Mental health adjustments in the workplace
Individuals with mental illnesses have the right to ask their employer to make changes in their work environment. Schizophrenia, depression, or bipolar disorder are among the mental disorders. Most of the adjustments you can make for these types of employees are simple and inexpensive. For example:
- You can set flexible working hours for employees with mental illness so that they can easily make an appointment to meet their therapist.
- Define quiet areas in the workplace so that employees can relax during stressful periods
- Provide programs for the improvement and health of employees
- If a person has recently returned to work, you can give him/her a chance to recover by implementing policies such as reducing working hours or assigning simpler tasks.
Examples of reasonable adjustments in the workplace
- Provide a suitable phone for employees who use the hearing aid
- Placement of suitable chairs for employees who suffer from back disorders
- Supply of specialized and additional equipment such as speech recognition software for workers with vision impairment or digital recorder for those who find it difficult to take notes
- Possibility of teleworking for days of the week for people with disabilities
- Getting help from someone like a sign language interpreter
- Giving frequently breaks for workers with diabetes to get enough food or drink throughout the day
- More support for employees who suffer from anxiety
- Providing extra training, mentoring, supervision, and support
- Giving extra time for a person with dyslexia to take tests or tasks related to reading and writing as part of the job or interview process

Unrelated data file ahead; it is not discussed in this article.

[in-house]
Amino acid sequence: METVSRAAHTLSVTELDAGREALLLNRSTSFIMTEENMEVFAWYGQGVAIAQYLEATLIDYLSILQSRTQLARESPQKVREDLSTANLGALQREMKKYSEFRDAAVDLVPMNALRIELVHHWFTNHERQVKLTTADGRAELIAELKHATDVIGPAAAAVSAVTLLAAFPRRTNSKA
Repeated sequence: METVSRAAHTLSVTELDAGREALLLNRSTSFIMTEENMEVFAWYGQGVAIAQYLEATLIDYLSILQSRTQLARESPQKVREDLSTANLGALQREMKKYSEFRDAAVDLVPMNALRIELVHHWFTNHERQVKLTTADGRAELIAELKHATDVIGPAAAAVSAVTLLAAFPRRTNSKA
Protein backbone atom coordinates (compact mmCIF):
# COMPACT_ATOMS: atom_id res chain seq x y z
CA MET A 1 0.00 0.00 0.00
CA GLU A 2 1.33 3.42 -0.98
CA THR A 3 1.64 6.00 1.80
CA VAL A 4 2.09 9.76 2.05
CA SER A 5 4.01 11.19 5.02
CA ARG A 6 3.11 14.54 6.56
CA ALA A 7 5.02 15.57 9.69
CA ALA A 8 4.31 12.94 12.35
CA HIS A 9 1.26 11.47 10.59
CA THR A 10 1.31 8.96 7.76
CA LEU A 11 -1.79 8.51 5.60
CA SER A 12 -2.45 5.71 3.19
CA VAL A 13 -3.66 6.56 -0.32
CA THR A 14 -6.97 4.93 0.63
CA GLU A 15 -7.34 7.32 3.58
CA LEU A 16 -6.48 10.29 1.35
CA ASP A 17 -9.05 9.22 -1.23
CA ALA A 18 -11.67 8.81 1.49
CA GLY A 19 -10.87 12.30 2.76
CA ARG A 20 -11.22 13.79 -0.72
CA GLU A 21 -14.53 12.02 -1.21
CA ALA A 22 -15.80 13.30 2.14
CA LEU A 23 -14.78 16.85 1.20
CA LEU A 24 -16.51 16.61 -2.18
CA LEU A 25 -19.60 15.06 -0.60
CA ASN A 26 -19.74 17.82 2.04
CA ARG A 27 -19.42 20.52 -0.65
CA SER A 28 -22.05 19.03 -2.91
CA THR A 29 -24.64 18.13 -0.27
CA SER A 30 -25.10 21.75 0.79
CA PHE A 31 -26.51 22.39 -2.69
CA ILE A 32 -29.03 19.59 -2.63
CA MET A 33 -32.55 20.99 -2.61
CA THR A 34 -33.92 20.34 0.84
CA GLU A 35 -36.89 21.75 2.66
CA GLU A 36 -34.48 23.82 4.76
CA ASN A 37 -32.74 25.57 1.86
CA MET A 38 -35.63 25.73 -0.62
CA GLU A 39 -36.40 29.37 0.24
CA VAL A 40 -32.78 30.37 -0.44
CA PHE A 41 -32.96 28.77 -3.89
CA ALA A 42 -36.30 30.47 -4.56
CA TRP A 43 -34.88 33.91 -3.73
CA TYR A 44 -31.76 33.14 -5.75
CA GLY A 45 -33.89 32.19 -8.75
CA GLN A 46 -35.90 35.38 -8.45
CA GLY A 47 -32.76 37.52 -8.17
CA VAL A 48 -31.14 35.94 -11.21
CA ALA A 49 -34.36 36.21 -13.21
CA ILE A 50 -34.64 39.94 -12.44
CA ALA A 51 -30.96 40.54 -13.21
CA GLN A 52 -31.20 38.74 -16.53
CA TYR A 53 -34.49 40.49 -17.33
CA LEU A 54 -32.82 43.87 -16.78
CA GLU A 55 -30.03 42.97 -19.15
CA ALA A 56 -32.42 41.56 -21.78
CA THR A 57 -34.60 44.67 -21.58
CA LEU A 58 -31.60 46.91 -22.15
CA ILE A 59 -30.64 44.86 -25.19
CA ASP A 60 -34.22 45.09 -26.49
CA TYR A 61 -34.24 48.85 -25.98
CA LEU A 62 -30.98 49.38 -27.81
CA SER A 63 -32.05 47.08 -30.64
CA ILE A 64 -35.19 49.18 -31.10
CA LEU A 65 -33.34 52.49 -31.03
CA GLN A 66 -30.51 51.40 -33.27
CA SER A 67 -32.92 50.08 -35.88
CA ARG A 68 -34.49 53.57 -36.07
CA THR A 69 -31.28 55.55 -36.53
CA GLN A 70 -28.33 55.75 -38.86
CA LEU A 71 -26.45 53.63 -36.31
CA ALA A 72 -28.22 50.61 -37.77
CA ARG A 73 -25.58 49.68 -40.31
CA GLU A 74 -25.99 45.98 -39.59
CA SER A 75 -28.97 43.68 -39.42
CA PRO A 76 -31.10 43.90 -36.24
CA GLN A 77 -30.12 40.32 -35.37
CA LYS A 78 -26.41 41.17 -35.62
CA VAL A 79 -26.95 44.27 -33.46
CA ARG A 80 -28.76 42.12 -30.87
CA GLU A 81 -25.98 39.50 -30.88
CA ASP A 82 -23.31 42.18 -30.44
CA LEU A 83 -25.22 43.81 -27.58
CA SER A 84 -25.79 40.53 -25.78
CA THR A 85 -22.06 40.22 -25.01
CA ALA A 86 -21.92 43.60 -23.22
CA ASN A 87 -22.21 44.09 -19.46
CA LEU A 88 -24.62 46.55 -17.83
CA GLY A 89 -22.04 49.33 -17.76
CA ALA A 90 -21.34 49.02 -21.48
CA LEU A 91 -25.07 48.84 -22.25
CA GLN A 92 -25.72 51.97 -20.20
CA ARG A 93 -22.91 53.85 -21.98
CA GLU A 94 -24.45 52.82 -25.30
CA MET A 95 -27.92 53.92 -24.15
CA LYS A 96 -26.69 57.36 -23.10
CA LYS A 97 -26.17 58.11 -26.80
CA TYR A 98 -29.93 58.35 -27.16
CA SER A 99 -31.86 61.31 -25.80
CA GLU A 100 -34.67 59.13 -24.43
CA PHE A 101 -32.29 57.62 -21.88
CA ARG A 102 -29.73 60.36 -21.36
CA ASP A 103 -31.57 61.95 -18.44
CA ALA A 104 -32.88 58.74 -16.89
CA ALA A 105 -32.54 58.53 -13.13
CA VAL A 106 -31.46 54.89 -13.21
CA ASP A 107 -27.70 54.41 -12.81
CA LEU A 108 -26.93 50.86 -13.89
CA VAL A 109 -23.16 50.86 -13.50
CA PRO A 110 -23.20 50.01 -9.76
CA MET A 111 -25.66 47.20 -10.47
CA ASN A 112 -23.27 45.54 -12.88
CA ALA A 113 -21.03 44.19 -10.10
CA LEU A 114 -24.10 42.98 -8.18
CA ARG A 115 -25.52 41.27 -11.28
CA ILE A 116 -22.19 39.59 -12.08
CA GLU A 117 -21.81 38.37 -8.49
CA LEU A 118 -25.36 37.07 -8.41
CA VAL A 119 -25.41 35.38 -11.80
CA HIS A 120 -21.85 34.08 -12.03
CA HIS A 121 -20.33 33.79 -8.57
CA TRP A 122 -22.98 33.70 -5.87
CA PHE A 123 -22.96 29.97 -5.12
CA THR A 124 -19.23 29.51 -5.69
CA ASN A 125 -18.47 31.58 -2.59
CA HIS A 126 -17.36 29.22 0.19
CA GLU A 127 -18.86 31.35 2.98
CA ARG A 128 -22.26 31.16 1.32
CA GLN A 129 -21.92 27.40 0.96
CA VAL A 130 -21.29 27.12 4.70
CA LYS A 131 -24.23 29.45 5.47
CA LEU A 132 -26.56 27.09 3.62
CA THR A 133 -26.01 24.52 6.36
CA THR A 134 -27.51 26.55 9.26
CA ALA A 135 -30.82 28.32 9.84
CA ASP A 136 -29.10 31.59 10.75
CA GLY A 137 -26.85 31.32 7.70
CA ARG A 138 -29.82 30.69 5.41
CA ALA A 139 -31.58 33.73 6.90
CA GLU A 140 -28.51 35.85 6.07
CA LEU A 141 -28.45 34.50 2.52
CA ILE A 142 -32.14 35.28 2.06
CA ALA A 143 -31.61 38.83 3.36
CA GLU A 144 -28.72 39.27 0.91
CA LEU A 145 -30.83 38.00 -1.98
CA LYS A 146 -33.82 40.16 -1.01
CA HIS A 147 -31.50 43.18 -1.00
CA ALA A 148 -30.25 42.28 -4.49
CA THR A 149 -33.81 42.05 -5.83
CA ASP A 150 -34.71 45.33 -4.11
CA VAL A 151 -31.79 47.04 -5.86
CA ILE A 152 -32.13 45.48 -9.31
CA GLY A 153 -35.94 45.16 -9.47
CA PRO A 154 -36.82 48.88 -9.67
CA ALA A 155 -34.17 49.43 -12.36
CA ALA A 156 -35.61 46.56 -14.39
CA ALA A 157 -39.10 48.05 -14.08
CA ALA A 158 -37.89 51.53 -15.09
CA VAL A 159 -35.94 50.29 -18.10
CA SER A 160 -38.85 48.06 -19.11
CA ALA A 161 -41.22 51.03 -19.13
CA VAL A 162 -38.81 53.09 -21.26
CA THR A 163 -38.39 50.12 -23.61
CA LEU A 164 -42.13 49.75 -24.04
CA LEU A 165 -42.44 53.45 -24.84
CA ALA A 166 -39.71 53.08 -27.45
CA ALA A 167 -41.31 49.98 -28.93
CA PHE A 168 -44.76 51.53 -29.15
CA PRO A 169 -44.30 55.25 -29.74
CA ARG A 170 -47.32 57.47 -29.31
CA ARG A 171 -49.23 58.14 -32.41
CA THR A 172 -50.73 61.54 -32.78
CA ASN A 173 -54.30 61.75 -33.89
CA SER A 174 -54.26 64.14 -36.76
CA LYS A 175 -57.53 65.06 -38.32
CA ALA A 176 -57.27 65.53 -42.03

Who pays for reasonable adjustments?
If the adjustment is reasonable, the employer must pay the costs.
Adjustments in the workplace based on OSHA: COVID-19 Pandemic
As you know, in recent months, due to the COVID-19 pandemic, many employers have had to implement new adjustments in the workplace. Accordingly, Osha defined guidelines for employers so that they can create a safer work environment for their employees:
- Teleworking as much as possible
- Limiting the number of personnel in the workplace
- Providing accommodations to workers at higher risk of severe illness, as defined by the US Centers for Disease Prevention and Control (CDC)
- Limiting non-essential travel
- Developing practices to specify when, where, how, and what sources are likely to expose workers to COVID-19
- Developing strategies for hand hygiene, respiratory etiquette, and cleaning and disinfection
- Encouragement to maintain distance between all people, including workers, customers, and visitors
- Identification of sick workers
In addition to the above, OSHA permits employers to conduct the worksite COVID-19 testing, temperature checks, health screening as well as providing personal protective equipment.
Let’s sum up…
Making changes in the workplace has many benefits for both the employer and employees, especially employees with disabilities. Fortunately, implementing most of these changes does not cost much, but it does help increase employees’ productivity and commitment. Therefore, we recommend that you make these constructive adjustments according to OSHA’s instructions and the conditions of your employees.
The Southern Nevada Occupational Health Center in Las Vegas, with more than ten years of experience and expert staff, tries to provide a safe work environment for employers by providing diagnostic, screening, treatment, and training services.
For more information about the services of this center, you can refer to the menu at the top of the page. Also, feel free to ask your questions so that our experts can answer them as soon as possible.